Just curious why a lot of the subaru forums seem to be foaming at the mouth for these turbos. I haven't yet mentioned some of the benefits of the EFR in reliability, simplicity in EWG setup, boost control etc...but that also adds complexity. If your EWG or BCS fails, thats easier to replace than replacing the entire turbo if one of those components fails.

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Old 11-22-2013, 11:31 PM   #677
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If you want a good comparison of the turbo against a 30r and other BW turbos check the review perrin did.

http://blog.perrinperformance.com/bo...test-and-tune/

Last edited by freddy121389; 11-22-2013 at 11:42 PM.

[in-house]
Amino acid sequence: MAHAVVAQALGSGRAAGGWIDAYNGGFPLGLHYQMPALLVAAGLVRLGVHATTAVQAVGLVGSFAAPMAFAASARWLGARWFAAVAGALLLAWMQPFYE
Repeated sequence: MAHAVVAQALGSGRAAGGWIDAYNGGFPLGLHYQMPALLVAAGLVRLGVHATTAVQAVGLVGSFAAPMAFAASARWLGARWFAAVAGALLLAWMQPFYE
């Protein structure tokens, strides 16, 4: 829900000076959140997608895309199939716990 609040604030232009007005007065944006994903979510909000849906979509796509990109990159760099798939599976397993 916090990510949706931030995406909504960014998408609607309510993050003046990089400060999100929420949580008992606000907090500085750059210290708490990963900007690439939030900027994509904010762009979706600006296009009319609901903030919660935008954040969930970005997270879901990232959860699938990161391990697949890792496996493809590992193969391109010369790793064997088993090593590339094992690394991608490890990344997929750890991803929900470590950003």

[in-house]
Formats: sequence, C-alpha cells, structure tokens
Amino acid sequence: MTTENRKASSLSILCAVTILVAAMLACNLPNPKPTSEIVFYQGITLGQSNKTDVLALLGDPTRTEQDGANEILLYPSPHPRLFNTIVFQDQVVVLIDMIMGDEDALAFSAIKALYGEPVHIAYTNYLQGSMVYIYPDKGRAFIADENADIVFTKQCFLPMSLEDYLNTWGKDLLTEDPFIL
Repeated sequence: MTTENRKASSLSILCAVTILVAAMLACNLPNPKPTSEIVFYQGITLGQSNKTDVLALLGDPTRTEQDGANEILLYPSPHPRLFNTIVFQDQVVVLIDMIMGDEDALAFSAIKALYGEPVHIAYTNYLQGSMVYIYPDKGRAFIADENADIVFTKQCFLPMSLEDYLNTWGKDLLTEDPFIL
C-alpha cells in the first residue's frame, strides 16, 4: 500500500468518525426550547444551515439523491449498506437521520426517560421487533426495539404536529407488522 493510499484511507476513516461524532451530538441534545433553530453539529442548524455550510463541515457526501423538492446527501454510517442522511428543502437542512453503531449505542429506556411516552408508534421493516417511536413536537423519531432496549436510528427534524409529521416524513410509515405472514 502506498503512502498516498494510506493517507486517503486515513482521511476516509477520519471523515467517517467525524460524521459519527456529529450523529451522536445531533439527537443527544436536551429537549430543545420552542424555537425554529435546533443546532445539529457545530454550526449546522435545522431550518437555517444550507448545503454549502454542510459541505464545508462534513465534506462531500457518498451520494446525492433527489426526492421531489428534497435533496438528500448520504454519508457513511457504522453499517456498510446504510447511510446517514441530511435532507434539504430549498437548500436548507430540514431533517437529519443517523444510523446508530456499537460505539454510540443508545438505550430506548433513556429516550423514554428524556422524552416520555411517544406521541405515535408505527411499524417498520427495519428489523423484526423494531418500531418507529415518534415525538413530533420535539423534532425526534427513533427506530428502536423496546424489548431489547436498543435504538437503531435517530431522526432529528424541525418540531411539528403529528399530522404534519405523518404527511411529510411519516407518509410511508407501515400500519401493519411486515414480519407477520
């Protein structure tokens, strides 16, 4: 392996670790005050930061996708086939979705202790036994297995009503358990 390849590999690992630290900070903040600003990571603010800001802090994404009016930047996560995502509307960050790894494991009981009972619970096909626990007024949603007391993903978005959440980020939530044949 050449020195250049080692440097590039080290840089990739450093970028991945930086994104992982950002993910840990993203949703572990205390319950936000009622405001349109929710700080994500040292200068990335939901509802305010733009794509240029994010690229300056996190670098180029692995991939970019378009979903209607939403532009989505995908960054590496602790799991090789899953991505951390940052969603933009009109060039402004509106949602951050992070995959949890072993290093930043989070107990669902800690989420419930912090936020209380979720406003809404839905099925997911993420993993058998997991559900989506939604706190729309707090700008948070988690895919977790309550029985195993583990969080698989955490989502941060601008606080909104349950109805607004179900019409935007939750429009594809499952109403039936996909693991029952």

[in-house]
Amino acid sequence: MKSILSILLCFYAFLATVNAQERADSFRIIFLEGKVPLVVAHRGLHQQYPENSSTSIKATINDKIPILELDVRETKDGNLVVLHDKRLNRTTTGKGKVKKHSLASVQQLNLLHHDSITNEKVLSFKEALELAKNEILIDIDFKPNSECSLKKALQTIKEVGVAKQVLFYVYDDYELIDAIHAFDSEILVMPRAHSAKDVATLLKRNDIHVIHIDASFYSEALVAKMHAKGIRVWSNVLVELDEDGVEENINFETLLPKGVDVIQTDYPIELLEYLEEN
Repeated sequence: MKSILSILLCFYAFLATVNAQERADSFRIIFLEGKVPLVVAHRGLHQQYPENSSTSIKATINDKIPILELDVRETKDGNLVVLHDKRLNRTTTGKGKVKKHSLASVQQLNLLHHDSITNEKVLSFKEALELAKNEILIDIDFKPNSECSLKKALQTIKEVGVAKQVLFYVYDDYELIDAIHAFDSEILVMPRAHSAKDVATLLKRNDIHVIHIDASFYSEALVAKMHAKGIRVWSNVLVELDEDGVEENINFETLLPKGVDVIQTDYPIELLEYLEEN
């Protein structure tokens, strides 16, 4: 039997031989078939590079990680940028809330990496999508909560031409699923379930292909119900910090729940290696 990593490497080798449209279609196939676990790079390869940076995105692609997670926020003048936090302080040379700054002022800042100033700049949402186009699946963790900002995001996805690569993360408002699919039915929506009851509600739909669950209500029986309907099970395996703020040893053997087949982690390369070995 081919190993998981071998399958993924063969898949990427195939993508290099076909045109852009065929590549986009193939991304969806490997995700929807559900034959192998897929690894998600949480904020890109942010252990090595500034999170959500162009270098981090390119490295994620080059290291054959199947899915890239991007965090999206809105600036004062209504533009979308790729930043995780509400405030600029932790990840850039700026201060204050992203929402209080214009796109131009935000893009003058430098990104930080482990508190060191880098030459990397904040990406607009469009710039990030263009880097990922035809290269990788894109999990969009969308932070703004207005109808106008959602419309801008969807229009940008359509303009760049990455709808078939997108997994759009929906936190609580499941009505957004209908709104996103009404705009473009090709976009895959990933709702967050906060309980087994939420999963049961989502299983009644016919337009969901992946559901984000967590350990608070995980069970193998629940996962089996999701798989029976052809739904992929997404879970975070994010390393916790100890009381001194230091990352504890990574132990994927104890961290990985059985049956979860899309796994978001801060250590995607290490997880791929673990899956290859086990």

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Old 11-23-2013, 12:04 AM   #678
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Quote:
Originally Posted by freddy121389 View Post
If you want a good comparison of the turbo against a 30r and other BW turbos check the review perrin did.

http://blog.perrinperformance.com/bo...test-and-tune/

Was this test done with the lastest production 7163? Just curious
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Old 11-23-2013, 12:11 AM   #679
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Was this test done with the lastest production 7163? Just curious
I'm unsure if it is or not, but my guess is no. Looking on that page you can see those results were posted back in 2007, since then I'm sure it has been revised multiple times to improve on top of these results.
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Old 11-23-2013, 12:59 AM   #680
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So it will be even better! sounds pretty good promising
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Old 11-23-2013, 12:44 PM   #681
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Quote:
Originally Posted by pet3r View Post